Modernity-meets-medieval motifs run throughout the joint. Think false abbey walls and stained glass suspended above the long bar, banquet hall chandeliers, retractable garage door frontage, elevated flat screen TVs, et cetera. It’s kind of odd, but no more so than their previous locations, which both come across naturally enough. The big difference between the first two and this one is the size. The place is huge. When it’s open, they’ll be serving up to 90 people in the lounge area and another 30 at the bar, plus 42 in the dining room and another 90 on the patio.
Though I wasn’t told this outright (and so I could be wrong), I suspect the menu won’t deviate much from Biercraft’s reliable comfort food norm. The beer bar will sport some 32 taps, plus an 80-something Belgium-focused bottle list.
October 20th is their new D-Day. From that day forward they expect to be open for lunch and dinner 7 days a week, plus brunch on weekends. Take a look…
The new location of Meat & Bread just opened at 721 Yates Street in Victoria. To be exact, it’s on the main floor of the old Churchill Building just east of Douglas, next door to The Patch. Knowing that designer Craig Stanghetta (see also Blacktail Florist, Pidgin, and the original Meat & Bread) and the killer brand identity folks at Glasfurd & Walker were on board for the project has had us stoked to check it out. Well, that and the menu. The new spot might add the company’s signature porchetta sandwiches to city’s lunch options, but we’re especially looking forward to trying the new Jerk Chicken sandwich that’s special to the shop, much like the meatball option is special to the Cambie St. location. This sucker comes loaded with jicama cabbage slaw, pickled red onion, and cilantro lime aioli. Ever since we saw them testing it out here in Vancouver, we’ve really want to sink our teeth into that action. The photos above and below were taken during the friends and family night, and were kindly supplied by Aren and Phoebe of Glasfurd & Walker. It looks great, but we bet it smells even better. We’re headed over shortly, so expect some food shots to follow soon.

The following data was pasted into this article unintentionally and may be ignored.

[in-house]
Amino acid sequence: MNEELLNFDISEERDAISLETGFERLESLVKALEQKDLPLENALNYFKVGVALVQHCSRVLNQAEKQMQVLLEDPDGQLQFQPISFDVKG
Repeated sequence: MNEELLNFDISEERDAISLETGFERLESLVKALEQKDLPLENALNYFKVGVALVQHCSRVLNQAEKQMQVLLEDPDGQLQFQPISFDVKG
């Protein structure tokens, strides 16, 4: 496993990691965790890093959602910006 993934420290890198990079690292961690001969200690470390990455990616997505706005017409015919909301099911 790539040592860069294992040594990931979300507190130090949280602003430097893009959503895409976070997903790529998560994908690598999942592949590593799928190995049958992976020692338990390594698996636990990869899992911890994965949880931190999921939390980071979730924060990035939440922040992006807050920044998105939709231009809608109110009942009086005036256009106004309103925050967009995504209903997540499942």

by Andrew Morrison | Rachel Chen, who owns the little Perks cafe at 39 East Pender in Chinatown, has agreed to take over the Ovaltine Cafe at 291 East Hastings from the current owner, an old family friend.
The Ovaltine, as you’re very likely aware, is one of the most iconic diners in the city. It has stood as a beacon of continuity on the Downtown Eastside since 1942. Conversations about the eatery these days seldom dwell on its grilled cheese sandwiches and hot coffee, focusing instead on either the lasting beauty of its facade (with its competing horizontal and vertical neon signs) or the likelihood of it being able to stick around much longer in this new age of greed/opportunity on the DTES.
The neighbourhood is for sale, it seems, and as we’ve seen especially of late, preservation is evidently not Vancouver’s official strong suit. Worry that the Ovaltine might be demolished to make way for cheesy condominiums or be replaced with a new restaurant that was somehow inappropriate for the area (say, a foie gras and leather bar) has been in the back and fore of many local heads. In Scout’s irreverent dictionary, the Vancouver Lexicon, the cafe’s own entry offers the following as its usage in speech: “I’m taking bets on how long the Ovaltine will last…”. The angst continued in a recent Vancouver Courier article:
[Local historian John] Atkin worries about the Ovaltine’s chances for survival with scant customers and low-priced fare. Diminished evening hours mean customers no longer see neon reflected down the long counter, but he doesn’t want the cafe “hipsterized” and serving craft beer.
Invoking the dreaded hipster/craft beer nexus is merely another way of employing the G-Word without actually saying it. Gentrification cometh, but in the case of the Ovaltine, it looks like Atkin needn’t worry too much. Rachel and her mother Grace aren’t going to be doing much to the place except give it a good clean, a lick of paint, and a menu makeover that might make it busy again.